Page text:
Secondary Care

Patches aren’t the silver bullet; hospitals can keep systems running when hit by ransomware attacks

By David Ting, Founder and Chief Technology Officer, Imprivata and Gus Malezis, President & CEO, Imprivata

As news of the WannaCry ransomware attack continues to escalate, we’d like to ask you to pause for a moment and think beyond securing your perimeter. Consider that there is, or will be, an impact to your systems and network; you may have avoided WannaCry and its variants, but one (or more) will get through in the future, and you WILL BE IMPACTED.

Consider next the scenarios that will allow you to continue operating once you’ve been hit. Assume users are going to click on bad phishing link, and that you can’t completely prevent this user behavior. What can you do to minimize the infestation and impact? If you know that too many users have admin privileges, how do you limit privileges? If you have too many insecure endpoints, how do you remove them? Be prepared to go down, but, more importantly, plan to recover and resume business as quickly as possible if and when that happens.

While it’s been universally acknowledged that there’s little hospitals can do to prevent ransomware and other cyberattacks outright – due to user error and susceptibility to phishing attacks – there’s been much conversation around mitigating these types of attacks by patching systems. “Patch early and patch often” is good advice and should always be observed. However, when it comes to these types of cyberattacks, patching alone doesn’t stop the problem, it only stops the propagation of the malware. Why? Because the real source of the problem isn’t the systems, it’s the users who initially downloaded them onto their computers.

So, if you have to make the assumption that your systems are going to get compromised, how do you build resiliency around your users? How, as a healthcare industry, do we focus beyond keeping the bad guys out, to keeping our systems running?

First, and as part of a best-practices systems hardening approach, we’ve got to manage user-system privileges. The majority of users in clinical settings have full admin rights to their systems. In many cases, admin access is necessary in order for users to access legacy applications, but if a user can’t control software or run software that’s not vetted by IT, why should they have admin level privileges? It’s too easy for a user in a rush to click on a link and download malware hidden in an attachment.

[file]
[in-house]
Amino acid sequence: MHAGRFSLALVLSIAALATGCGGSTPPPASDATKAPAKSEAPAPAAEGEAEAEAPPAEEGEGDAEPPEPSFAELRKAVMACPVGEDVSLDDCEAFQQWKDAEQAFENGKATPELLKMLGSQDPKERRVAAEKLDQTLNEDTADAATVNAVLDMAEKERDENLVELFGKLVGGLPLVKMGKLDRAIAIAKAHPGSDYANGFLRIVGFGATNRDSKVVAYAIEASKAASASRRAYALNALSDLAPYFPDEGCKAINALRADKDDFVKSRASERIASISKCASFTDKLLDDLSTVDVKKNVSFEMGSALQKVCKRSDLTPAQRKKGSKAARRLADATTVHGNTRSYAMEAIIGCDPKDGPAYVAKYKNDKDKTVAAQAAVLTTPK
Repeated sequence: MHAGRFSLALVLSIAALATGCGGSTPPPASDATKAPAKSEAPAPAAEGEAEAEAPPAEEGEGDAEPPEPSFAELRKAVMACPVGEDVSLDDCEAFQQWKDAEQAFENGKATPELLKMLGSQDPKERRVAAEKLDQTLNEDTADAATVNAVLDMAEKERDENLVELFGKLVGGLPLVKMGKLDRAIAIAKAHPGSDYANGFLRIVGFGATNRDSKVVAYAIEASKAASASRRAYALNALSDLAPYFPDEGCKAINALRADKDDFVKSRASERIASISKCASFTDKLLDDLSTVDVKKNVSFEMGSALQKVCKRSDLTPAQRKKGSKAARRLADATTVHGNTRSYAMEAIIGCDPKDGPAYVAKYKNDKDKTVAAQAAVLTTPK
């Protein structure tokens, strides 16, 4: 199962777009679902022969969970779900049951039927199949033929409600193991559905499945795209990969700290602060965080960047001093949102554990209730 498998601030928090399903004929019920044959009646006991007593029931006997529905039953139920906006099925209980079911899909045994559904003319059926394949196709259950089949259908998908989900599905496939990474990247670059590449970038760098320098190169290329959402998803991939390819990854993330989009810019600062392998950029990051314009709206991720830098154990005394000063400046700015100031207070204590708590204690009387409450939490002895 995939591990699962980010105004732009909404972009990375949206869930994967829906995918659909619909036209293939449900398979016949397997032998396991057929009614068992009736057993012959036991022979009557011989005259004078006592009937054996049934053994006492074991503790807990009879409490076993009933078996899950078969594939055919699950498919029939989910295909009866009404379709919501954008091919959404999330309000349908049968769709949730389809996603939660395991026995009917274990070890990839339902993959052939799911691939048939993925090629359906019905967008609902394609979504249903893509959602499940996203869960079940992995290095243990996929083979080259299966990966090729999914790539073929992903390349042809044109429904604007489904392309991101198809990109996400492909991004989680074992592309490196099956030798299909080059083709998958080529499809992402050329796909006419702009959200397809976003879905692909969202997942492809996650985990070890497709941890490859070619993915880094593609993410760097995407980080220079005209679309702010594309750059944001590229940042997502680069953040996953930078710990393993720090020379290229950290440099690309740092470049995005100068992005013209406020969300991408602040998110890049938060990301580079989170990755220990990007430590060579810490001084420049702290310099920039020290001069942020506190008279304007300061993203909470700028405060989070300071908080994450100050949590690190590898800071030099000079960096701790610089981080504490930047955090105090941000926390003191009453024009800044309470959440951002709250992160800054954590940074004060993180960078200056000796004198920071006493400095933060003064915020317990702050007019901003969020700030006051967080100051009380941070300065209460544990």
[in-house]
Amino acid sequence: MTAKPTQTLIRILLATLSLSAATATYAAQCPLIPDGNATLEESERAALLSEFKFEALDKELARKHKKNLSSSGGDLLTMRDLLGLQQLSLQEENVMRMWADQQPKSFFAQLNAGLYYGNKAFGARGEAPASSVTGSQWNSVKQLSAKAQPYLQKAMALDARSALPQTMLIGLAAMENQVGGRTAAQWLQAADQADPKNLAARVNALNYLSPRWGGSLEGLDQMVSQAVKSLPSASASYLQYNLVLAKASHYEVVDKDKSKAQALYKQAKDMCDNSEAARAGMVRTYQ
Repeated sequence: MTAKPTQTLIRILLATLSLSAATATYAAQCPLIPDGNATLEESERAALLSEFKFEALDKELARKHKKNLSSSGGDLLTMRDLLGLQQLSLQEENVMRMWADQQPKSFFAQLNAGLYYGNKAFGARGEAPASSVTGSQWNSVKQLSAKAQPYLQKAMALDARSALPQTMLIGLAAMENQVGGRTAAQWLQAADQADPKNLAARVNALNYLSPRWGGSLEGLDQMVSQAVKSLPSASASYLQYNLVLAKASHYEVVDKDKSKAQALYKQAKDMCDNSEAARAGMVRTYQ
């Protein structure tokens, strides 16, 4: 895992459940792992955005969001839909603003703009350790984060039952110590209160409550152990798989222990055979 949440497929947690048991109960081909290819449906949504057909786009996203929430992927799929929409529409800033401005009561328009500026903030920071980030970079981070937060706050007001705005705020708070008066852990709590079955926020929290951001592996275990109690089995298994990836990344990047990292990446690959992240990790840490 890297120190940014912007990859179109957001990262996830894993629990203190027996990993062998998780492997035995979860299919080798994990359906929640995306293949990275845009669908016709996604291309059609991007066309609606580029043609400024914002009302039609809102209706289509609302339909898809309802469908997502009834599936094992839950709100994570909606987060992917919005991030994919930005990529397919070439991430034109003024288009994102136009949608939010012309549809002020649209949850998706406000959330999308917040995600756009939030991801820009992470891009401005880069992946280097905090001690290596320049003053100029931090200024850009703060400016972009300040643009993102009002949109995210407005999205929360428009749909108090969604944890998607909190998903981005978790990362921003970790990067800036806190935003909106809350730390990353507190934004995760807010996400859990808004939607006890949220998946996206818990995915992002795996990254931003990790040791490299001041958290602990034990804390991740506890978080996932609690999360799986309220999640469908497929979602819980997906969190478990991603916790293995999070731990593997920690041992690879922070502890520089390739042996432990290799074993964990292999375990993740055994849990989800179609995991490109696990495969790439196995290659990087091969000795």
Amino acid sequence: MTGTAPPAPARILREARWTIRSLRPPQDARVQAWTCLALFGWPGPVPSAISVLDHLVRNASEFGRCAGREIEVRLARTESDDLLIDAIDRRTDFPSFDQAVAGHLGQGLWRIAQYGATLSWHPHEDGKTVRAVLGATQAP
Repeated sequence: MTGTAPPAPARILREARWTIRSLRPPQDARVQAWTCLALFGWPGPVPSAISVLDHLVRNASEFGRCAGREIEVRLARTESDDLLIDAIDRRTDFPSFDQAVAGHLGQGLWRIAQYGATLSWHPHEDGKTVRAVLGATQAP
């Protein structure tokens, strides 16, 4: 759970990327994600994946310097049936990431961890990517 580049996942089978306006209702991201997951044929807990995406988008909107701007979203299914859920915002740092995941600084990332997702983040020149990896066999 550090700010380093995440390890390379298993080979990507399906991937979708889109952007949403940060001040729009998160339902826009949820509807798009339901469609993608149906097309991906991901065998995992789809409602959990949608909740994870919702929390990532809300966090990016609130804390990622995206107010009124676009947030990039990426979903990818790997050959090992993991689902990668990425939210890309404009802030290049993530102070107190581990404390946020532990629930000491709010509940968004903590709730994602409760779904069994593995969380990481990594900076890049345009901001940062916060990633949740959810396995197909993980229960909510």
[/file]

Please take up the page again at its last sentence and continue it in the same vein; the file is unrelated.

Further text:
We’ve learned from our customers that anywhere from 8 to 28% of users will click on a malicious link in their email. Phishing exercises and other methods of user education can be helpful tools to prevent user error, but to truly manage user vulnerability, hospital IT teams should adhere to the principle of least privilege. Take steps to limit admin rights, or, at the very least, ensure that machines with admin access can be locked down or quarantined immediately in the event of a cyber incident.

Even after you limit individual admin rights, many shared workstations still have admin level privileges to support running legacy applications. The best way to limit user access on all workstations across the hospital, and further increase resiliency in the event of a cyber attack, is to implement virtual desktop infrastructure (VDI) and eliminate antiquated desktop machines completely.

Consider that an infected virtual desktop is detected and immediately extinguished, thereby eliminating the source of the infestation and risk to the business. In rapid recovery, a new, clean virtual desktop image is instantiated, and now the user is operationally back in seconds. Contrast that to the corresponding and necessary work and process to cleanse and restore an infected physical desktop; this would take hours and/or days. Not only does this modernize your entire infrastructure, but also with virtual desktops:

  • The desktop for a user can be customized for the particular role, enabling IT to control user privileges at a fine grain level.
  • Access to data comes from a controlled and hardened (the server sitting in the data center) system, versus data spread out on thousands of devices in all sorts of conditions.
  • Vulnerable endpoints are promptly removed, so there’s nothing to breach. IT creates a personalized virtual environment for the role of users, and then controls what users access.

Adoption of VDI technology in healthcare has increased steadily from 2011 to 2015, from 35% to 66%; by the end of 2017, adoption is forecasted to be 81%. By reducing reliance on individual desktops and workstations, hospitals ensure that their systems can get back up and running fast after a breach. All they have to do is end the VDI session and they’re right back in business with a clean image free of any malware.

So, please install those patches, but try to remain focused on resilience and rapid recovery. Adopt the principle of least privilege, modernize your infrastructure with VDI, and let’s all work together to beat these hackers at their own game.